Stephen King talks about 'The Jay Leno Show'
The EW columnist likes Jay Leno personally, but thinks the end of the NBC's 10 p.m. experiment is good for the future of television
Truth be told, I’m glad The Jay Leno Show crashed and burned. Does that sound mean? It’s not intended that way. I have nothing against Mr. Leno personally; I met him when he was captain of the Tonight Show ship — a post he will soon resume — and liked the hell out of the guy. He may be one of those human rarities, a person it’s impossible not to like when you’re one-on-one with him. The best part of his prime-time show was always the opening, when he strolled downstage and began slapping high fives with obviously delighted members of the audience. The guy has charm.
And honesty. When I was on Tonight, he came to my dressing room (just a box, but it had my name on the door, by God), introduced himself (as if I didn’t know — that hair), and told me how glad he was that I’d come. He then said he knew I’d written some uncomplimentary things about the late-night format in general and The Tonight Show in particular. He raised the subject because he thought I might worry about getting ambushed with an embarrassing question or becoming the butt of a joke. ”Nothing like that,” he said. ”We’re here to have fun.”
I doubt if Mr. Leno was having much of that as his five-nights-a-week show lurched toward cancellation. Is he rich? Sure. Is money enough of an air bag to cushion your self-esteem when you suddenly crash into an indifferent viewing world? Nope. When your greatest fulfillment in life is entertaining people, failing to do so is hurtful and dispiriting. You’re listening to the voice of experience; when Kingdom Hospital flamed out on ABC in 2004, I felt that I’d screwed up a great opportunity. I moped for months. And beneath the big ol’ hello-world smile, I imagine Mr. Leno feels the same.
That doesn’t change the fact that when I read NBC was giving Leno five hours of prime time a week, my heart sank. My first reaction was, I thought reality TV was the worst — now this.
Leno is a nice guy, but his prime-time showcase was flavorless pabulum consisting of Vegas-style stand-up (jokes about politics rather than sex, as a rule, but told in the same tired ”Take my wife, please” fashion), skits, stupid human tricks (my favorite was the phys-ed teacher who lifted weights while standing on an exercise ball), and celebs who were on board to sell their latest projects. In short, there was nothing there to disturb the human brain in the slightest.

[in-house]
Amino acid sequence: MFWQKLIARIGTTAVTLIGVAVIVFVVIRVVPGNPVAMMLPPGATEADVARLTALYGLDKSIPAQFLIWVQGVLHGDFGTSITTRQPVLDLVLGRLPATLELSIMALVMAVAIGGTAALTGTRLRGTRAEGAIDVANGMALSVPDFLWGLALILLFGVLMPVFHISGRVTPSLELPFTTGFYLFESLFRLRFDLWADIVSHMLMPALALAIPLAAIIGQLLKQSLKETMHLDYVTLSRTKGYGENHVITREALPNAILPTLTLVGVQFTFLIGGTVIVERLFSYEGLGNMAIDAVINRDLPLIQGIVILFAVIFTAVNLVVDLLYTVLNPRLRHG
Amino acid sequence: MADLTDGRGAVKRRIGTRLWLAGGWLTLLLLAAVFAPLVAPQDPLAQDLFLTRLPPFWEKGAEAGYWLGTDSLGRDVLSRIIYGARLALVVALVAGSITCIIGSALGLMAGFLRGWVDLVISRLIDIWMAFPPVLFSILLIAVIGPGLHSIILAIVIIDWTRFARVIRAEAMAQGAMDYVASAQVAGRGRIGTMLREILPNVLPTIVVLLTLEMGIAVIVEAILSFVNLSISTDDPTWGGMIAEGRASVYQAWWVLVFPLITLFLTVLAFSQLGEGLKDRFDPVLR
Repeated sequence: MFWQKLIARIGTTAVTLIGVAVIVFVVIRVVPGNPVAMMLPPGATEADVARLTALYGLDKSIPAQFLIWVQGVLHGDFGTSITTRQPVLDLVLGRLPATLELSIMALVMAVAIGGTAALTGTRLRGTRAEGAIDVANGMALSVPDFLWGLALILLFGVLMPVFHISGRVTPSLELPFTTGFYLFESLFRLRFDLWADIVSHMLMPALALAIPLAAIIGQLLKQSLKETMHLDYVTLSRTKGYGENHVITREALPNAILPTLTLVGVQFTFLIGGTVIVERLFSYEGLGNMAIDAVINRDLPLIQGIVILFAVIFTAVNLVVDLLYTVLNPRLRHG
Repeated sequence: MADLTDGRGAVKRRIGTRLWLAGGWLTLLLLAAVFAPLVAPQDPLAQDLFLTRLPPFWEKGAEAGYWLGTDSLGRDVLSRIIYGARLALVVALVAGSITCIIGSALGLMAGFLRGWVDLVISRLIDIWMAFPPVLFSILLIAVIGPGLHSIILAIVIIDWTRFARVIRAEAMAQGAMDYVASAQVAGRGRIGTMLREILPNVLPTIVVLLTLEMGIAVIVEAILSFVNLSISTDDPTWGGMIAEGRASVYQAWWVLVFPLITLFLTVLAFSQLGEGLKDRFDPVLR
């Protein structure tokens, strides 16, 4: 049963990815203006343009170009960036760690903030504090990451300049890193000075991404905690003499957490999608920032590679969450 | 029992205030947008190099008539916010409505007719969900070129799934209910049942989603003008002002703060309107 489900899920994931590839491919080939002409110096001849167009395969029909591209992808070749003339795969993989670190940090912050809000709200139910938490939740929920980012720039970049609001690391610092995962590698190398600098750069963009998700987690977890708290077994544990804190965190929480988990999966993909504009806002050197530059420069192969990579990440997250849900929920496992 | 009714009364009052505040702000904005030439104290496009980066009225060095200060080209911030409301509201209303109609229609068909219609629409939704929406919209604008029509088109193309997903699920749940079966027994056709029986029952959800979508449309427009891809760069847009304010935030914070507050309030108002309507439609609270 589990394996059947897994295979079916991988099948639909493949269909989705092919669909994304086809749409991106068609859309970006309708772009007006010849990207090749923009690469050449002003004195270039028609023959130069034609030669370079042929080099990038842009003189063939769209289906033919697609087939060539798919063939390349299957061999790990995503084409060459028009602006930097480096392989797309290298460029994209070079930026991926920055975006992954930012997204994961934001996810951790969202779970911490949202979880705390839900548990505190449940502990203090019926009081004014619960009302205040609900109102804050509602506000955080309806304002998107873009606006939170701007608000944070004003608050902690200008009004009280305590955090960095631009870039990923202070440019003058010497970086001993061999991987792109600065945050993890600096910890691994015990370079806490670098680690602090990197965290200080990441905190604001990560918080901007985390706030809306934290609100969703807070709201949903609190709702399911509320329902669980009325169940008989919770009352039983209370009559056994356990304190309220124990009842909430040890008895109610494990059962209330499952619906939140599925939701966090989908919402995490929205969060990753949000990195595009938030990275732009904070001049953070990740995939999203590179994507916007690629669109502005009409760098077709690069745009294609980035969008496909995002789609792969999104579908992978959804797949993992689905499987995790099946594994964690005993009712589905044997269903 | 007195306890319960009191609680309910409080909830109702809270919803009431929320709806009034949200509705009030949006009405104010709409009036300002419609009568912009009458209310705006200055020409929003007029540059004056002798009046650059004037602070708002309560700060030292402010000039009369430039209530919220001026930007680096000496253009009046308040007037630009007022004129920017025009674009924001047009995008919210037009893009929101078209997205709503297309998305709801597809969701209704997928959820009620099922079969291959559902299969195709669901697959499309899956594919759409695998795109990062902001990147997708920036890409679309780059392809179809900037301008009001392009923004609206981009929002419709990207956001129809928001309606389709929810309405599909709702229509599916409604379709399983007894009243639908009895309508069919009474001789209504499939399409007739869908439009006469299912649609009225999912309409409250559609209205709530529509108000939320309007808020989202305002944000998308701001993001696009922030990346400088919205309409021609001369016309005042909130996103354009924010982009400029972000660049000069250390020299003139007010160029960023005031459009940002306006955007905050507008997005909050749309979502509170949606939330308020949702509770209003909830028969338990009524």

At 11:30, when most of America has gone beddy-bye, this kind of semi-comatose entertainment is fine (and viewers searching for something at least marginally more acerbic can always switch to Letterman), but in prime time? Oh God, please no. My delight at the Leno Show‘s failure sprang from a bone-deep conviction that it would not fail, that it would in fact turn into a ratings monster and spawn what network TV does best: imitations. And, nice man though he is, you could add together the entertainment value of every single episode of Mr. Leno’s prime-time venture and it would still come up short next to a single episode of The Good Wife.
I don’t like reality TV because there’s nothing real about it — if you think those people on Survivor aren’t playing to the cameras, you probably still believe in the tooth fairy. I don’t like Tonight Show-style shows, meanwhile, because they are without texture and have little point beyond thinly disguised huckstering. I’m a story guy, which means I’m a scripted-TV guy. Last fall, NBC turned over 5 of its 22 hours of prime-time programming to a show with — fittingly — a test pattern on the stage. If it had worked and even one other network had followed suit, that would have amounted to almost 11 percent of total network weekly prime time.
Will NBC eventually fill the 10–11 p.m. weeknight hour with dazzling dramas of Friday Night Lights quality? In your dreams. Get ready for more reality (I still don’t understand why someone hasn’t pitched America’s Greatest Door-to-Door Salesman), an expansion of the Law & Order franchise, and, of course, reruns. But there might be one show in there worth watching. Even one would make a start at repairing NBC’s tattered rep. Best of all? Rival networks only imitate success. That’s rarely good news, but this time I think it is.
We dodged a bullet.